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Representative Ford fed up with daily shootings, murders in Chicago

Representative LaShawn Ford

Fed up with daily shootings and killings of people, mostly on the South and West sides of Chicago, Representative LaShawn Ford (D-8th) scheduled a virtual meeting on July 28, designed to find answers to the flooding of illegal guns on Chicago’s streets, most allegedly coming from Chuck’s Gun Shop in Riverdale, IL.

Rep. LaShawn Ford
Rep. LaShawn Ford

Ford, chairman of the Illinois Public Safety and Violence Prevention Task Force, along with co-chair, Representative Frances Ann Hurley (D-35th) are the hosts.

During an exclusive interview with the Chicago Crusader, Ford shared details about the virtual meeting, which would take place after the Crusader’s press time.

Chris Paterson, assistant secretary of the Illinois Office of Firearm Violence Prevention, announced his office has grants available for not-for-profit organizations seeking funds to help curb violence.

Community-based organizations can apply for the Reimagine Public Safety Act grants designed to “implement evidence-based solutions to interrupt and prevent firearm violence.”

The link for this office and the agencies/programs that are funded can be found at:

Ford is concerned that the gun violence occurring on the South and West sides of Chicago won’t get as much attention as the mass murders in Highland Park where seven people were killed and dozens wounded, admittedly by 21-year-old Robert Crimo who was later arrested.

“We get a lot of calls about the difference in the treatment between the victims of violence in Highland Park and Chicago,” Ford told the Chicago Crusader.

“Chicago is now ready to demand more support for the communities. People now recognize there is another way to handle these mass killers.”

Explaining, Ford said he saw the media attention that Highland Park received after the mass murders as “an opportunity for all of us to unite as communities. While they are gathering all those new resources for Highland Park, it is an opportune time to have this model brought to Chicago.”

Ford’s thoughts mirrored those of Father Michael Pfleger who on Tuesday morning, July 26, posted on his Facebook page: “According to HJ.Com, 8 killed, 62 wounded this weekend.” He added, “In Chicago, we will see if it gets as much attention and response as Highland Park.”

Responding to Pfleger’s post was Christina Bird Douglas who said, “I hear you, Fr. Pfleger. I live in Highland Park. Four of my close friends were shot that day and a person I know died. The individual and community level trauma here is palpable.

“My heart goes out to the neighborhoods where this devastation happens every weekend,” said Douglas. “This is a club that no one should belong to. Thanks for doing your peace walks and fighting for good. Praying for peace.”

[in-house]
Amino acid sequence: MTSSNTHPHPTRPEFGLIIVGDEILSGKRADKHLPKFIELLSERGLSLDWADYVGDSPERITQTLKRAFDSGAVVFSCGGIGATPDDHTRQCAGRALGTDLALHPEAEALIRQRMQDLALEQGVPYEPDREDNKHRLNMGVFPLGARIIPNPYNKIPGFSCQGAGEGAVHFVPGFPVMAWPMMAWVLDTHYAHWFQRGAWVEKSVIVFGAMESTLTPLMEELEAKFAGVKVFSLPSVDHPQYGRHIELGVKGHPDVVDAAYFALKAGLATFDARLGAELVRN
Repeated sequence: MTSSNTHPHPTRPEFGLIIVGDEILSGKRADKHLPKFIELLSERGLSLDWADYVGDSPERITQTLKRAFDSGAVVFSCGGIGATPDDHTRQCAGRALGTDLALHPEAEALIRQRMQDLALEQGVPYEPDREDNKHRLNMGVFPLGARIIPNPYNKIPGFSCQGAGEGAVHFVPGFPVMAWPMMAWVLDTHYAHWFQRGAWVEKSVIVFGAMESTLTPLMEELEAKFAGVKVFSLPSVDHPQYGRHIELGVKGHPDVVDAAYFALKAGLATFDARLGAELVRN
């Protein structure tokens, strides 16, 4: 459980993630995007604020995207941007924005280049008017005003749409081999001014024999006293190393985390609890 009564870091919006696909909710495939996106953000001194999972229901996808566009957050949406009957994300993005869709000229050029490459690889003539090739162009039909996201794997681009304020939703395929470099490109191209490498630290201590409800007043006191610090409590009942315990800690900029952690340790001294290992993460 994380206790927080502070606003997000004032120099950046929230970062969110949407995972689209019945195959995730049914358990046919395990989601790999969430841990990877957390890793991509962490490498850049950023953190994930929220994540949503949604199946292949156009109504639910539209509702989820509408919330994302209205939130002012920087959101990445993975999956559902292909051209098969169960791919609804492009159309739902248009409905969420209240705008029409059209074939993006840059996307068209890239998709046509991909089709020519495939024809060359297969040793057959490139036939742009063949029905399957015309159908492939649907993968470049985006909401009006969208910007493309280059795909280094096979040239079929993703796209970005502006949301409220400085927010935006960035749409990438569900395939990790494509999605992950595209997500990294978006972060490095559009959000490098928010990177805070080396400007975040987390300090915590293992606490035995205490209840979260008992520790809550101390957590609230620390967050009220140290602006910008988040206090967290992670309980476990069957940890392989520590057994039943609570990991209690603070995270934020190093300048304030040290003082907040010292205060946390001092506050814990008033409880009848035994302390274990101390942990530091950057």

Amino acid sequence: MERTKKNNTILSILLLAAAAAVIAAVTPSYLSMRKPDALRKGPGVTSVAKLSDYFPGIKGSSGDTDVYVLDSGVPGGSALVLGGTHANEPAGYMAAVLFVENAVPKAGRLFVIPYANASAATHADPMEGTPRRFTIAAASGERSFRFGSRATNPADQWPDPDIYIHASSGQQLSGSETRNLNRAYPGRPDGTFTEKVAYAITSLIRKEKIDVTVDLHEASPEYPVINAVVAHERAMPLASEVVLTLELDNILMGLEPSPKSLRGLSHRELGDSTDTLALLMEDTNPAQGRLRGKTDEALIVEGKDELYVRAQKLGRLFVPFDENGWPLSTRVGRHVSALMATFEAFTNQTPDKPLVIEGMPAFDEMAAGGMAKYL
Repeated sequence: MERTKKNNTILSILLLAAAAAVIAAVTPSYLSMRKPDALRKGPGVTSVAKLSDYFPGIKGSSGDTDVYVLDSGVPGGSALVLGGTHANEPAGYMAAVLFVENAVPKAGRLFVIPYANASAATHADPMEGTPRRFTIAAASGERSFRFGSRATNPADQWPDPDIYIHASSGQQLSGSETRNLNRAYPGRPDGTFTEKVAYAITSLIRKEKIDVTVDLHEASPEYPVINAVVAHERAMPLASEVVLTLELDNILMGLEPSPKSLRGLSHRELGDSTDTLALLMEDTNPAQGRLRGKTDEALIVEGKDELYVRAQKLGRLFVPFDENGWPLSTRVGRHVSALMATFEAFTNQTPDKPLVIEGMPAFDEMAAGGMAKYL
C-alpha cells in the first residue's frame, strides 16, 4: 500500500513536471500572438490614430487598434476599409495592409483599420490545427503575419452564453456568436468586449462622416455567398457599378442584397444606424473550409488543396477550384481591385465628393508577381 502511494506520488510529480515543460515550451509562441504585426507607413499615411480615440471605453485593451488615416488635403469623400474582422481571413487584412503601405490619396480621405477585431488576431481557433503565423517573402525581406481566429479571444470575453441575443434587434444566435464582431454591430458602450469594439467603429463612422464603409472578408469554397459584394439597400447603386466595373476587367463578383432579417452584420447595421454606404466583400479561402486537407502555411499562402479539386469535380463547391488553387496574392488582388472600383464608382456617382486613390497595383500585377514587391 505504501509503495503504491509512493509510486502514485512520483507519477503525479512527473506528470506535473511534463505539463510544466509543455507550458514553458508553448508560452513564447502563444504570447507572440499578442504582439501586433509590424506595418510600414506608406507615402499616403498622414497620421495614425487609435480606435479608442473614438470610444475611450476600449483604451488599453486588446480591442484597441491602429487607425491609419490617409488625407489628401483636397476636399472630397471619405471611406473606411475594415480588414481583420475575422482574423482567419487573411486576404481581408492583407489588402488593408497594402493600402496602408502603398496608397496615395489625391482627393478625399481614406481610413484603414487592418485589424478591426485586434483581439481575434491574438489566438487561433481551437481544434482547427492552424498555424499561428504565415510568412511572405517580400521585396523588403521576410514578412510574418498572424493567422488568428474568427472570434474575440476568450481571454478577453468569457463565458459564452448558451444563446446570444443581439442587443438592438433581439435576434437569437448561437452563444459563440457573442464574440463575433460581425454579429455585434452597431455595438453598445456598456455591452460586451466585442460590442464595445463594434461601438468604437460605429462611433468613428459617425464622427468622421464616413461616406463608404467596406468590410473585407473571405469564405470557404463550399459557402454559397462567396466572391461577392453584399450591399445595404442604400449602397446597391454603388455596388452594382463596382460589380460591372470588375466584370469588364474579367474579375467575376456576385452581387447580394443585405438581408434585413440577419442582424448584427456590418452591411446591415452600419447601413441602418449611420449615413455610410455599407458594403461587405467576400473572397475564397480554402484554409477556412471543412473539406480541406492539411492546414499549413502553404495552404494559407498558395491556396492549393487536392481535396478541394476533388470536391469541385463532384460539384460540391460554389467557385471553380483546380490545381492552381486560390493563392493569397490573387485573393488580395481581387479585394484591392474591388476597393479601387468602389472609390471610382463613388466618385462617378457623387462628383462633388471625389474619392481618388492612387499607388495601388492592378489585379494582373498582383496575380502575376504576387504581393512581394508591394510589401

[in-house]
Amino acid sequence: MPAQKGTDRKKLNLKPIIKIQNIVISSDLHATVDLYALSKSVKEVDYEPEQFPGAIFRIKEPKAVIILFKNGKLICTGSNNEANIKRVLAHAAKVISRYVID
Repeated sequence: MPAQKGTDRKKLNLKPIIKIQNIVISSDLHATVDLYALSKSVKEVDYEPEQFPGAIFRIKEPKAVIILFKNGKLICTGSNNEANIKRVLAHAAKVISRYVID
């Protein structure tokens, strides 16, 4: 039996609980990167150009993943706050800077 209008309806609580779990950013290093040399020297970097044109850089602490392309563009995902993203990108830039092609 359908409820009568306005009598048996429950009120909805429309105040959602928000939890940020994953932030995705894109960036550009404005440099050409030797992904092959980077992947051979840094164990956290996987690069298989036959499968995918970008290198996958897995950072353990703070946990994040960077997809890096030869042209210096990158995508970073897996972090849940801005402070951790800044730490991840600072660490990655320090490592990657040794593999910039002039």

Last Friday, July 22, several whites joined Father Pfleger’s weekly peace march praying for an end to the gun violence in the Auburn Gresham community.

Ford said the manner in which law enforcement and elected officials handled the Highland Park mass murders could be a model. Saying the Black community also stands up for their communities, Ford stated, “It happens so much in our community. It seems like we get ignored because it is just normal. I think that is what people are saying, and it can’t be normal.”

The daily murders, Ford said, “are unnecessary and preventable, and we are serious about preventing them. We have to get to the root of these shootings.”

Ford said they will also offer solutions and reasons why these shootings and murders are occurring. Ford pointed to the prisons as part of the problem.

“These prison systems are not helping people who are locked up. We must make sure that they don’t come out worse than they went in. That is why our streets are so violent, because we have people who are locked up coming out worse than they went in and they are not employable. They can’t get jobs.

“If we can work with the Department of Corrections and make sure those individuals are employable, have strong mentoring when they come out, they can become super role models for these new young people who are trying to become mentors by a life of crime,” Ford said.

Reminded that the Illinois prison system is suffering from infrastructure problems like at the Menard Prison where there is mold on the walls, water leakage, and no electricity at the 144-year-old prison, Ford said, “That doesn’t help.

“I think Chicago has to start advocating for improved prison systems because most of the prisoners come from Chicago, and they come home, have children and their children are also living a life of crime,” Ford said. “We need to start with those in prisons and jails because they are the red flag people.”

Scheduled to join Ford in the virtual meeting are members from the Braden Center “because they have evidence that guns were being purchased outside of the state, but more than half of the guns are purchased right here in Illinois…Chuck’s Gun Shop in Riverdale.”

Reminded that gun shops have a right to sell guns, Ford said, “We’re going to find out if there is anything going on with straw purchases and if so, we can shut them down.”  He wants to know if the shop is following state rules.

Ford said city officials must address the root of the problem of gun violence because “hopeless people are dangerous.”

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